I’m now going to have to let most of my pupils go, since I cannot start immediately as I am still isolating to protect my elderly parents. And it’s too soon, anyway (we can’t socially distance, and far too many new cases of the virus are still occurring daily).

On the plus side, there will be no more idiotic social media posts about ‘when can we go back’ and ‘well, technically, we never had to stop’.

And the official DVSA email has now come through.

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Covid-19 on blackboardQuestion: Can I start doing lessons yet?

Answer: There is no Law which directly says you cannot. As in, there is no Law which specifically states ‘driving instructors must not give lessons’. This is probably why your grocer, your hairdresser, your mum, your nan, the police, DVSA, some weirdo you met in the park last night, all your Facebook ‘friends’, and any one of the millions of other people you have repeatedly asked the same question of hasn’t given you the answer that you want. And you’re not going to find the answer by resorting to ‘alternative news’ websites operated by anti-vaxxers and non-qualified ‘medical advisors’.

Obviously, you have a problem with simple logic. But let me try to help.

COVID-19 kills people. Even if it doesn’t kill you, it can kill others. And it does – quite a few of them so far, in fact. Unfortunately, whether or not it does kill you if you catch it can vary in probability from quite unlikely all the way up to virtually guaranteed. The problem is that you don’t know where you are in that range until you try it. And among the higher primates, that is generally regarded as a high-risk strategy, and one to be avoided unless you want to get on the wrong side of Natural Selection.

Now, this is where it is going to get really hard for you to understand. The COVID-19 virus itself is small – much smaller than anything you can imagine. You’d be able to fit more than 30,000 of them across a single French Fry that you’d get with, say, your Happy Meal. They are not physically stopped by anything other than a completely solid and sealed barrier. The simplest way of imagining them is by thinking what happens if either you or your pupil farts on a lesson (or if one of you is particularly odoriferous). Let’s call it the ‘Fart Factor’. Both of you can smell it no matter how much the culprit denies doing it, and neither of you can do anything realistically possible to avoid smelling it. If that fart (or BO) were COVID-19 wafting around, then smelling it means you caught it.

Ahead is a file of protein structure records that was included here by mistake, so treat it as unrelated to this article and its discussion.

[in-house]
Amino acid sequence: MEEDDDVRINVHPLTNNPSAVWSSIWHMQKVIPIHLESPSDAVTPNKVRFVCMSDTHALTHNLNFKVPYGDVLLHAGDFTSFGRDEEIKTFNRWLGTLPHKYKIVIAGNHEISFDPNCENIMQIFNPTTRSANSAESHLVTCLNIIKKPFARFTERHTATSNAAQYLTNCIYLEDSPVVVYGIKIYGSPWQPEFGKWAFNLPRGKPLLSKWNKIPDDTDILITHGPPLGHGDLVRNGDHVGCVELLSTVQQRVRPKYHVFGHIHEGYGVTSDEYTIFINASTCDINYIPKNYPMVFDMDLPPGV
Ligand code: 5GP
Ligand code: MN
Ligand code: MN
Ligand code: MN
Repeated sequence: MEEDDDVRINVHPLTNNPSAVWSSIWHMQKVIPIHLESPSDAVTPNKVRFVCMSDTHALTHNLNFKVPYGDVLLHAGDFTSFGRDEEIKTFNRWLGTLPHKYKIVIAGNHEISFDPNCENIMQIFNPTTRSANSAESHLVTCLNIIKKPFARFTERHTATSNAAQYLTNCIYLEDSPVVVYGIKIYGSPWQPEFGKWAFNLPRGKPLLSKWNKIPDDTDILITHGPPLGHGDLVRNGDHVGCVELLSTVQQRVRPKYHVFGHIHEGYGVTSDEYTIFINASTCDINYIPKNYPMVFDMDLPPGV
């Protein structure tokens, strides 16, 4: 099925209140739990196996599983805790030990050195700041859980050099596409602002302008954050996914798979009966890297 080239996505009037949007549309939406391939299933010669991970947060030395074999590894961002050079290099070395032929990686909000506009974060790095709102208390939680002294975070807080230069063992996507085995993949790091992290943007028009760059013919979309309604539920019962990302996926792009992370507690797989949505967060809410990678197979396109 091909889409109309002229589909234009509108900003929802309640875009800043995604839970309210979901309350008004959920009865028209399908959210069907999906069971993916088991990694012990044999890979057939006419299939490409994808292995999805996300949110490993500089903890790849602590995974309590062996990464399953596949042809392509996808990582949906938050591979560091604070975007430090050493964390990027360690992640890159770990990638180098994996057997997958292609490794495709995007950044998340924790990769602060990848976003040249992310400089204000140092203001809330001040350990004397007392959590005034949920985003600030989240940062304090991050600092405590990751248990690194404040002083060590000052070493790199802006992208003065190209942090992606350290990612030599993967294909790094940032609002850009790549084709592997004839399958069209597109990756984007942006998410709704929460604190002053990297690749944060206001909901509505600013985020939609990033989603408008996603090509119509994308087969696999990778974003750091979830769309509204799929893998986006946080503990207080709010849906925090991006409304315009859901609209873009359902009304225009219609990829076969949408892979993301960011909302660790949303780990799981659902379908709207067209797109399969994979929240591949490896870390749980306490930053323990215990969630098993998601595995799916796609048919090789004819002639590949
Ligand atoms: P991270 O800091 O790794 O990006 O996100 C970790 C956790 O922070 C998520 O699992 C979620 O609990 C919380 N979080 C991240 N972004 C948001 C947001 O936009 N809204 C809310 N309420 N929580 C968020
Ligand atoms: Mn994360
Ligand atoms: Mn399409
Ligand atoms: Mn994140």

In order to reduce the spread of this fart-like COVID-19, it is important that close person-to-person contact is restricted and – wherever possible – eliminated. That is why we have the ‘2 metre rule’ to keep people away from each other if they meet, and the ‘isolation’ principle otherwise. Two metres is about six times the distance a French Fry travels each time you move it from your tray to your mouth. It is therefore considerably further than the distance between you and your pupils when you’re in your car.

You may have heard talk of reducing this separation distance to 1 metre, or even half a metre. In a car, you are as close as a few centimetres at least some of the time – particularly when a pupil decides to take evasive action over a squirrel they might have seen in a tree 200 metres up the road, and you have to intervene.


Question: I used to clean my car anyway between pupils, so what’s the problem now?

Answer: You used to clean your car because of colds and flu, a build up of gunk from excessive use of hand cream by some pupils of a certain gender on the gear knob, or possibly bad smells left by others with questionable hygiene. At a guess, you’ve probably still had colds and flu in spite of all your cleaning, so it didn’t work. Did it? You might already be able to see where this is heading.

Even that build of gunk on the gear knob is actually there before you can see it. All you did with your precautions was shift the risk – maybe, and only by a little – in your favour. And as we’ve already noted, it wasn’t enough. You still caught colds, and possibly even an interesting skin disorder in some very rare cases. Well, that initially invisible gunk could easily be a coating of COVID-19, and scraping or wiping it off obviously carries an increased risk of exposure above and beyond the fact you were in the car with someone who had it in the first place.